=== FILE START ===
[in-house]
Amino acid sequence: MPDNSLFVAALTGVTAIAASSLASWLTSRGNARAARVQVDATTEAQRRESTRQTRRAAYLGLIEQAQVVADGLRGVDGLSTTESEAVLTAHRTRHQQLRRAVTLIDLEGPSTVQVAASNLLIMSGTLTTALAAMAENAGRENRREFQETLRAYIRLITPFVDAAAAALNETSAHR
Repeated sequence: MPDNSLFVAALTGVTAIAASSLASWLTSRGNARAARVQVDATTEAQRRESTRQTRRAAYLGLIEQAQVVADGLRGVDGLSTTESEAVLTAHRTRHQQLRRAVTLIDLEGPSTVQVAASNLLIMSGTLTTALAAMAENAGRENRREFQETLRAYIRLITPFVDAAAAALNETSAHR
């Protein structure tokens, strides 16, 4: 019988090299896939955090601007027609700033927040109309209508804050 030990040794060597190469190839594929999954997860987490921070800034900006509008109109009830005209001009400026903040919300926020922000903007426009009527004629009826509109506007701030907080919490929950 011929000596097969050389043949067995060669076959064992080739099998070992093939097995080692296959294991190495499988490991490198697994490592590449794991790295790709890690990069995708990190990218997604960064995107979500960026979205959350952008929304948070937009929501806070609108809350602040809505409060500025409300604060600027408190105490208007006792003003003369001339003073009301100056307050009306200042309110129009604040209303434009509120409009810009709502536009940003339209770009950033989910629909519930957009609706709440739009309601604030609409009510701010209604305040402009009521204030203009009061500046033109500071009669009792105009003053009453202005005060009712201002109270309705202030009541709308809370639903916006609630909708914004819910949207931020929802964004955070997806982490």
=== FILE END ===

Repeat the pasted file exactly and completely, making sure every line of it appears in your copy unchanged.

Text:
[in-house]
Amino acid sequence: MPDNSLFVAALTGVTAIAASSLASWLTSRGNARAARVQVDATTEAQRRESTRQTRRAAYLGLIEQAQVVADGLRGVDGLSTTESEAVLTAHRTRHQQLRRAVTLIDLEGPSTVQVAASNLLIMSGTLTTALAAMAENAGRENRREFQETLRAYIRLITPFVDAAAAALNETSAHR
Repeated sequence: MPDNSLFVAALTGVTAIAASSLASWLTSRGNARAARVQVDATTEAQRRESTRQTRRAAYLGLIEQAQVVADGLRGVDGLSTTESEAVLTAHRTRHQQLRRAVTLIDLEGPSTVQVAASNLLIMSGTLTTALAAMAENAGRENRREFQETLRAYIRLITPFVDAAAAALNETSAHR
């Protein structure tokens, strides 16, 4: 019988090299896939955090601007027609700033927040109309209508804050 030990040794060597190469190839594929999954997860987490921070800034900006509008109109009830005209001009400026903040919300926020922000903007426009009527004629009826509109506007701030907080919490929950 011929000596097969050389043949067995060669076959064992080739099998070992093939097995080692296959294991190495499988490991490198697994490592590449794991790295790709890690990069995708990190990218997604960064995107979500960026979205959350952008929304948070937009929501806070609108809350602040809505409060500025409300604060600027408190105490208007006792003003003369001339003073009301100056307050009306200042309110129009604040209303434009509120409009810009709502536009940003339209770009950033989910629909519930957009609706709440739009309601604030609409009510701010209604305040402009009521204030203009009061500046033109500071009669009792105009003053009453202005005060009712201002109270309705202030009541709308809370639903916006609630909708914004819910949207931020929802964004955070997806982490």